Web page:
Sunday, December 21, 2008


It's the winter solstice.

Is this a festival, I wonder? It’s -2 degrees. Lord, what could be gloomier? And in just four days...four will be Christmas.

David Lodge's Deaf Sentence has some hilarious Christmas scenes, told in the form of a diary. It will cheer you up as much as a hot toddy (especially if you take meds, and are by necessity a teetotaller.)

So, anyway, I'm drinking herbal tea and trying to think cheerfully about Xmas. Here are some innocuous Christmas memories over the decades, showing that Christmas isn't ALL bad. (Though really, don't you hate those Dickens books?)

1964: there is a photograph of me, twinkling through my cat-shaped glasses, wearing an olive-green dress with fishnet stockings, so I obviously didn't mind getting dressed up on Christmas Eve. If I got the dress from Sears I'd begged for, I wore It. I also wore the impractical fishnet stockings, even in winter (think -2 degrees): Care about the cold? No, be cool. we wanted to look like Twiggy, or the Revlon girl, or someone.

The unwrapped gifts were kept in my mother’s closet, so it was impossible not to know what we were getting. Was this the year of the Barbie dream house? Or the Tammy house? This was the year of Tammy, a kind of alternative to Barbie (here is a photo of Tammy and her sister Pepper: I also had the Tammy house, cardboard with folding cardboard furniture, and Pepper's treehouse made of plastic.) Relieved, our mothers practically embraced Tammy, who, unlike Barbie, seemed like a nice, NORMAL girl.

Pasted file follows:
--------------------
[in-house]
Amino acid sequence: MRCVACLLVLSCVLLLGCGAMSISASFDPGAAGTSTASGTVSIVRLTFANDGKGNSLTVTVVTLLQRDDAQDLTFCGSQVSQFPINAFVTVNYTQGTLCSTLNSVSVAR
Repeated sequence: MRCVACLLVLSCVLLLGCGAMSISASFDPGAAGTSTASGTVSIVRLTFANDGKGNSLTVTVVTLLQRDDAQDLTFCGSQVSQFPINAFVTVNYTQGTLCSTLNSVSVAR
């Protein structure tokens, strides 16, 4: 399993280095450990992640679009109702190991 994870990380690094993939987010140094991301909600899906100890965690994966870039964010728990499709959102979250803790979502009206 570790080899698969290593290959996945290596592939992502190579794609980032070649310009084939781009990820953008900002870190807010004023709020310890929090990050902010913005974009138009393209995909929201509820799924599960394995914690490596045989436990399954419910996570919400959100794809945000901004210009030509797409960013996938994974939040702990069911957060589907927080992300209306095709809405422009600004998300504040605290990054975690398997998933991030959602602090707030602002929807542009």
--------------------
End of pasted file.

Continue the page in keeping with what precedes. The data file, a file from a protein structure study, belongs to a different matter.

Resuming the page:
There were also books: A Wrinkle in Time, E. Nesbit's books, etc.

1975: rabbit stew and no gifts. Friends and guests indulged in a drunken debauchery, so I got stuck cooking. Only immense irritation could have gotten me through that Julia Child recipe. I had to channel Julia Child, which is not easy when one is a non-cook. After dinner a Russian sang and accompanied himself on a guitar-like thing, which I should have appreciated. Instead, I wandered off into another room., leaving the drunks to drink and sing. The sober ones followed me. My excuse: exhaustion.

1982: we traveled; no gift exchange; doughnuts for breakfast and dinner at a steak house, the only restaurant open in town. I did receive a copy of Keats.

1990s and 2000s: we did the whole Christmas thing, complete with expensive presents. I suppose this shows we are finally adults.

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